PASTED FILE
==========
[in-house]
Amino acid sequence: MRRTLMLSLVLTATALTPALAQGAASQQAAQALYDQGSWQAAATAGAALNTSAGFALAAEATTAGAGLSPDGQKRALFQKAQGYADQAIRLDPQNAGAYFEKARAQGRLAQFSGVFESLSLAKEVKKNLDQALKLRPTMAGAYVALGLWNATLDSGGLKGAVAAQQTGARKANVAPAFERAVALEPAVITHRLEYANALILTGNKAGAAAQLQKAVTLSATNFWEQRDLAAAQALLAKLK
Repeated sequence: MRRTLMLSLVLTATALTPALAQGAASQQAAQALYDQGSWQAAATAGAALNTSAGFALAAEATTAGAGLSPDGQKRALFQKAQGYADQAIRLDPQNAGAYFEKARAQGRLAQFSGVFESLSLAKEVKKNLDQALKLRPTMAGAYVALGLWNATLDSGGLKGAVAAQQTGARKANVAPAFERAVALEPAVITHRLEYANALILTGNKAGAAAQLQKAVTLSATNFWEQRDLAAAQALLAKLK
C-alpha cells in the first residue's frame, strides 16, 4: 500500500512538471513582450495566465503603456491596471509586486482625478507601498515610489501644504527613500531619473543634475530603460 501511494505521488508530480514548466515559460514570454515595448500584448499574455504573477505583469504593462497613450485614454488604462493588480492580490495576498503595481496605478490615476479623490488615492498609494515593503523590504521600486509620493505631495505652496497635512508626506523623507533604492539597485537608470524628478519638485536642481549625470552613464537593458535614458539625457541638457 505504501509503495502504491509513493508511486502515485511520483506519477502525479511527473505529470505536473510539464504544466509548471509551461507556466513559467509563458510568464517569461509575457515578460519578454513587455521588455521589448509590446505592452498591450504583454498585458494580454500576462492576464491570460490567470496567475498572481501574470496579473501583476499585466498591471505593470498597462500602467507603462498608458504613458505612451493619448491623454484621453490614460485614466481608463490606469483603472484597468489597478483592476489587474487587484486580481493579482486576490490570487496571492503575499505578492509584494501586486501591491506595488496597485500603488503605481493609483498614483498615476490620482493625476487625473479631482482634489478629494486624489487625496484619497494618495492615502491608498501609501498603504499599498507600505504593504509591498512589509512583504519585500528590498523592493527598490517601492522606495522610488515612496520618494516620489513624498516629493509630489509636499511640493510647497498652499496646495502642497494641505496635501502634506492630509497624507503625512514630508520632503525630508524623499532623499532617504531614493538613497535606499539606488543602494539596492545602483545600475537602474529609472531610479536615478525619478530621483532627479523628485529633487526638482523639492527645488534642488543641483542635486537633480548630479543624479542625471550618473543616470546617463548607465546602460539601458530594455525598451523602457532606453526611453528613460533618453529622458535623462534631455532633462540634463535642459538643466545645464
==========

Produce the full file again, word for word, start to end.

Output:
[in-house]
Amino acid sequence: MRRTLMLSLVLTATALTPALAQGAASQQAAQALYDQGSWQAAATAGAALNTSAGFALAAEATTAGAGLSPDGQKRALFQKAQGYADQAIRLDPQNAGAYFEKARAQGRLAQFSGVFESLSLAKEVKKNLDQALKLRPTMAGAYVALGLWNATLDSGGLKGAVAAQQTGARKANVAPAFERAVALEPAVITHRLEYANALILTGNKAGAAAQLQKAVTLSATNFWEQRDLAAAQALLAKLK
Repeated sequence: MRRTLMLSLVLTATALTPALAQGAASQQAAQALYDQGSWQAAATAGAALNTSAGFALAAEATTAGAGLSPDGQKRALFQKAQGYADQAIRLDPQNAGAYFEKARAQGRLAQFSGVFESLSLAKEVKKNLDQALKLRPTMAGAYVALGLWNATLDSGGLKGAVAAQQTGARKANVAPAFERAVALEPAVITHRLEYANALILTGNKAGAAAQLQKAVTLSATNFWEQRDLAAAQALLAKLK
C-alpha cells in the first residue's frame, strides 16, 4: 500500500512538471513582450495566465503603456491596471509586486482625478507601498515610489501644504527613500531619473543634475530603460 501511494505521488508530480514548466515559460514570454515595448500584448499574455504573477505583469504593462497613450485614454488604462493588480492580490495576498503595481496605478490615476479623490488615492498609494515593503523590504521600486509620493505631495505652496497635512508626506523623507533604492539597485537608470524628478519638485536642481549625470552613464537593458535614458539625457541638457 505504501509503495502504491509513493508511486502515485511520483506519477502525479511527473505529470505536473510539464504544466509548471509551461507556466513559467509563458510568464517569461509575457515578460519578454513587455521588455521589448509590446505592452498591450504583454498585458494580454500576462492576464491570460490567470496567475498572481501574470496579473501583476499585466498591471505593470498597462500602467507603462498608458504613458505612451493619448491623454484621453490614460485614466481608463490606469483603472484597468489597478483592476489587474487587484486580481493579482486576490490570487496571492503575499505578492509584494501586486501591491506595488496597485500603488503605481493609483498614483498615476490620482493625476487625473479631482482634489478629494486624489487625496484619497494618495492615502491608498501609501498603504499599498507600505504593504509591498512589509512583504519585500528590498523592493527598490517601492522606495522610488515612496520618494516620489513624498516629493509630489509636499511640493510647497498652499496646495502642497494641505496635501502634506492630509497624507503625512514630508520632503525630508524623499532623499532617504531614493538613497535606499539606488543602494539596492545602483545600475537602474529609472531610479536615478525619478530621483532627479523628485529633487526638482523639492527645488534642488543641483542635486537633480548630479543624479542625471550618473543616470546617463548607465546602460539601458530594455525598451523602457532606453526611453528613460533618453529622458535623462534631455532633462540634463535642459538643466545645464